The terms "spyware" and "adware" apply to several different technologies. The two important things to know about spyware and adware programs is that 1) they can download themselves onto your computer without your permission (typically when you visit an unsafe Web site) and 2) they can make your computer do things you don't want it to do. That might be as simple as opening an advertisement you didn't want to see. In the worst cases, spyware can track your online movements, steal your passwords, logons and other credentials (using what's known as a keystroke logger) leading to compromised accounts and possible identity theft and financial loss.
Spyware is becoming increasingly difficult for computer users to detect on their own. The goal of spyware is to collect data and it can run on your computer without you ever knowing it's there.
Visit www.stopbadware.org for more advice.
If you believe your computer has become infected with spyware, immediately stop using Web sites and software that requires you to use a login, a password and submit personal information. Make sure you have the most recent updates of your anti-spyware program, and then scan your computer for spyware . Delete all programs and files your anti-spyware is suspicious of. If you are extremely concerned, consider disconnecting your computer from the Internet once the software is updated and only reconnect when you are sure the problems are resolved.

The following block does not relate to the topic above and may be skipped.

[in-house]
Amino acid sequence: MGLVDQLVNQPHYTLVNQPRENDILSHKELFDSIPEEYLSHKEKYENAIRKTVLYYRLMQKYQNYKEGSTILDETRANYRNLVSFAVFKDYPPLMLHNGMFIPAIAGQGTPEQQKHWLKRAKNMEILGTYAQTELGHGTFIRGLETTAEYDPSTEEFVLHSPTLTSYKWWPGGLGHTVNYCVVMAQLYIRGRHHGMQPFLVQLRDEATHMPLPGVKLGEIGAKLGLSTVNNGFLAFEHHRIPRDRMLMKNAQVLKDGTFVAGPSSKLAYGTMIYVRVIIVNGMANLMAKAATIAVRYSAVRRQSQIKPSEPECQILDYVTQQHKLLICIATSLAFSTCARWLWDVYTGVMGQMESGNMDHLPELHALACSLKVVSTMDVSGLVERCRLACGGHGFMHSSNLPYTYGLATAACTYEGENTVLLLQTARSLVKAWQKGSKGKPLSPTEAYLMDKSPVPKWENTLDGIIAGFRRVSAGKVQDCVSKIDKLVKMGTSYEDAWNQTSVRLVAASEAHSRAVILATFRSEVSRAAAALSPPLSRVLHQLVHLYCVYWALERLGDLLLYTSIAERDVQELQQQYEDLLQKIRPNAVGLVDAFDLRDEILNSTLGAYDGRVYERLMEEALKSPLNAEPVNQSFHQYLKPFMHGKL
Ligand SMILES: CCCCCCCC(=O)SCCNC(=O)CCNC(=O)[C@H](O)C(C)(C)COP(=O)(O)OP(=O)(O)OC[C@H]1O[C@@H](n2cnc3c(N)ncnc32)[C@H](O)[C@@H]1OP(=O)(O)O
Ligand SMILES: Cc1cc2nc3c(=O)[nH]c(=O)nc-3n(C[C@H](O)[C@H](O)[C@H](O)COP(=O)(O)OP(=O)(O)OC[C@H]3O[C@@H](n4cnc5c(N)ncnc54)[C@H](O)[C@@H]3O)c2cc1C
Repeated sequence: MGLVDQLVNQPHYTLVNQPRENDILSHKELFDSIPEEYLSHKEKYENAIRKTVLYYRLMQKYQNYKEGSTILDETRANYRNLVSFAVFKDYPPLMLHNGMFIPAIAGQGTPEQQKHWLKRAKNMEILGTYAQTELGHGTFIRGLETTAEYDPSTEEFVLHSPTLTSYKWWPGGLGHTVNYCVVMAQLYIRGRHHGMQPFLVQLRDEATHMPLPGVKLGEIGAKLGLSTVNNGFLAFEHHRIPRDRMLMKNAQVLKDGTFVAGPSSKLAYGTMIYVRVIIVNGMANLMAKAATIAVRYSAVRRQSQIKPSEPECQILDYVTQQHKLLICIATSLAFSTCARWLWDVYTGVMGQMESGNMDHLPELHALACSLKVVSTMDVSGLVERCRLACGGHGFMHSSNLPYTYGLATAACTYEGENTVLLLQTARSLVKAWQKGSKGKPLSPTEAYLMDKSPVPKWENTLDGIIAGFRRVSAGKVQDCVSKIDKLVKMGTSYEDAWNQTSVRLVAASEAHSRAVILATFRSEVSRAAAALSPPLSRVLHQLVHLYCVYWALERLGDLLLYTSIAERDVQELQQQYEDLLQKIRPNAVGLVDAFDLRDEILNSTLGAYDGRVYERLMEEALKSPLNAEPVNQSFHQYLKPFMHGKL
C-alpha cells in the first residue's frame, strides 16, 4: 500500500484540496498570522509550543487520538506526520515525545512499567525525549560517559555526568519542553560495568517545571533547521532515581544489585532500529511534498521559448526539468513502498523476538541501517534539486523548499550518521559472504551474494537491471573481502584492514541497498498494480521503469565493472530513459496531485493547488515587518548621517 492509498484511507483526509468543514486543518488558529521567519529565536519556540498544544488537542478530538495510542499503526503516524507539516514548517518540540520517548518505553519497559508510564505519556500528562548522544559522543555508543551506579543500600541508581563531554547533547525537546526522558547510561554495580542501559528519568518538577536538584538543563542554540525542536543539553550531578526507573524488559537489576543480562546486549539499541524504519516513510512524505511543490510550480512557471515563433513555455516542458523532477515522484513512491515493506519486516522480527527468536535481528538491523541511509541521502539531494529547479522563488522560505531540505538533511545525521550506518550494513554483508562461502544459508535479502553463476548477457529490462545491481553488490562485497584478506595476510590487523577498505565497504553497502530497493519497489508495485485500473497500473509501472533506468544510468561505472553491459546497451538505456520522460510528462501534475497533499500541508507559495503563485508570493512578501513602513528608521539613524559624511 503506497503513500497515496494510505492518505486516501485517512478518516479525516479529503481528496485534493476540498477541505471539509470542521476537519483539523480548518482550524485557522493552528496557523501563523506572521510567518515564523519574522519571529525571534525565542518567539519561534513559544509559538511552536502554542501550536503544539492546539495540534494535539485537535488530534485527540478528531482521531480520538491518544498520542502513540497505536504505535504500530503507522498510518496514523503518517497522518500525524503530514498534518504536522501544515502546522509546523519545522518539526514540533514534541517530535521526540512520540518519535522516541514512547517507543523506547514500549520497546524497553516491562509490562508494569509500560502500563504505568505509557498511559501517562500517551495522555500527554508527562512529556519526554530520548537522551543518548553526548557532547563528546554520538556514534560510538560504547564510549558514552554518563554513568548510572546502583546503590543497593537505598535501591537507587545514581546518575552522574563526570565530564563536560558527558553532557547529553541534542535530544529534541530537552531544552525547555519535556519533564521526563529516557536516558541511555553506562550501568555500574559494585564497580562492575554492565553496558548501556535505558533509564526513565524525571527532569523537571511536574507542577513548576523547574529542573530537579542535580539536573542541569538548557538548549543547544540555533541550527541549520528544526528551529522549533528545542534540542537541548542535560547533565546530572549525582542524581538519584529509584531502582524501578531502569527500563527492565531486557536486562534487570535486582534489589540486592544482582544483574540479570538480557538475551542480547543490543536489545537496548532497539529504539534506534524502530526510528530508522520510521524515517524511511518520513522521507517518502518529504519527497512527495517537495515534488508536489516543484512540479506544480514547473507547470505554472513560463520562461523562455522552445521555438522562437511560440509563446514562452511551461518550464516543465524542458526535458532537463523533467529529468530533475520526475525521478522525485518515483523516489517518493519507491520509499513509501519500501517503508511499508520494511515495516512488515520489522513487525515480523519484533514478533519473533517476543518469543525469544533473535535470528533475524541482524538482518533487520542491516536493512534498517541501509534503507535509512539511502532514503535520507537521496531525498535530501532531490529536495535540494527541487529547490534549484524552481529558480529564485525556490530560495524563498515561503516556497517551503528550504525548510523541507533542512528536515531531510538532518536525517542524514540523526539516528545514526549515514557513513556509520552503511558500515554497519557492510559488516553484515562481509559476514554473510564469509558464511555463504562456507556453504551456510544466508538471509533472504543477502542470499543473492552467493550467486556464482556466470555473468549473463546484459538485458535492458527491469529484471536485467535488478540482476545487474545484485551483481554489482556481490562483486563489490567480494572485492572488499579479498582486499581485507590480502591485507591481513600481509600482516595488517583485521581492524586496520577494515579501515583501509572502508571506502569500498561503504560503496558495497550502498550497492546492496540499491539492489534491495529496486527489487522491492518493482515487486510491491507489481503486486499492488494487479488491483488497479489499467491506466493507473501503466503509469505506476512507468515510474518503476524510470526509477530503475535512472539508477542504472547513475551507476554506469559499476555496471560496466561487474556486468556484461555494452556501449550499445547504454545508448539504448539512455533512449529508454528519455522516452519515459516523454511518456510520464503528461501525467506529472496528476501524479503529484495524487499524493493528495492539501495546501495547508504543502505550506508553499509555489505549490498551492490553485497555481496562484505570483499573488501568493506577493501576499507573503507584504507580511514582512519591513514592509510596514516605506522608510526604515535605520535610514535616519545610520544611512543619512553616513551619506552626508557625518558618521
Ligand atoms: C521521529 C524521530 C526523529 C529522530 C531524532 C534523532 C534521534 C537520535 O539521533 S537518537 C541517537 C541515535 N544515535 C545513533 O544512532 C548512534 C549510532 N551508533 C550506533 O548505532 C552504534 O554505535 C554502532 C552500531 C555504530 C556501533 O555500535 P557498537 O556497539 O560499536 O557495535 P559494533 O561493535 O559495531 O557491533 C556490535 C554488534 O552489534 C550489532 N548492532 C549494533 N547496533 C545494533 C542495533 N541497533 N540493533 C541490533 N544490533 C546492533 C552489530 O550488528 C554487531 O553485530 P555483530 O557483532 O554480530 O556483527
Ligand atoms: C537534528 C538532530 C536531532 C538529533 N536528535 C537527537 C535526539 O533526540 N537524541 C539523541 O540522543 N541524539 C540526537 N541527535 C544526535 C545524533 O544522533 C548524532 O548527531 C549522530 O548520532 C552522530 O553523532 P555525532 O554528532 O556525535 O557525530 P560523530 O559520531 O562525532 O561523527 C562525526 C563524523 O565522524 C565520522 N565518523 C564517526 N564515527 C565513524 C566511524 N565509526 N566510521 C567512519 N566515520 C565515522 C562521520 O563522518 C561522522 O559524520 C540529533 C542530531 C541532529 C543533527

Be aware that spyware can be used in the crimes of domestic violence and stalking. Perpetrators of these crimes are trying to track their victim's movements and communications. These cases can be extremely dangerous. If you believe you are victim of these crimes, contact a local victim service provider or the National Center for Victims of Crime (www.ncvc.org) at 800-FYI-CALL. Be extremely careful when using your computer under these circumstances. If need be, use a public computer so a perpetrator cannot see your browsing history or any planning you may have underway. Domestic violence and stalking are crimes in every state; contacting law enforcement is an important option worth considering.
Learn more about efforts to combat spyware at: www.antispywarecoalition.org and www.onguardonline.gov, the Federal Trade Commission Web site for Internet safety.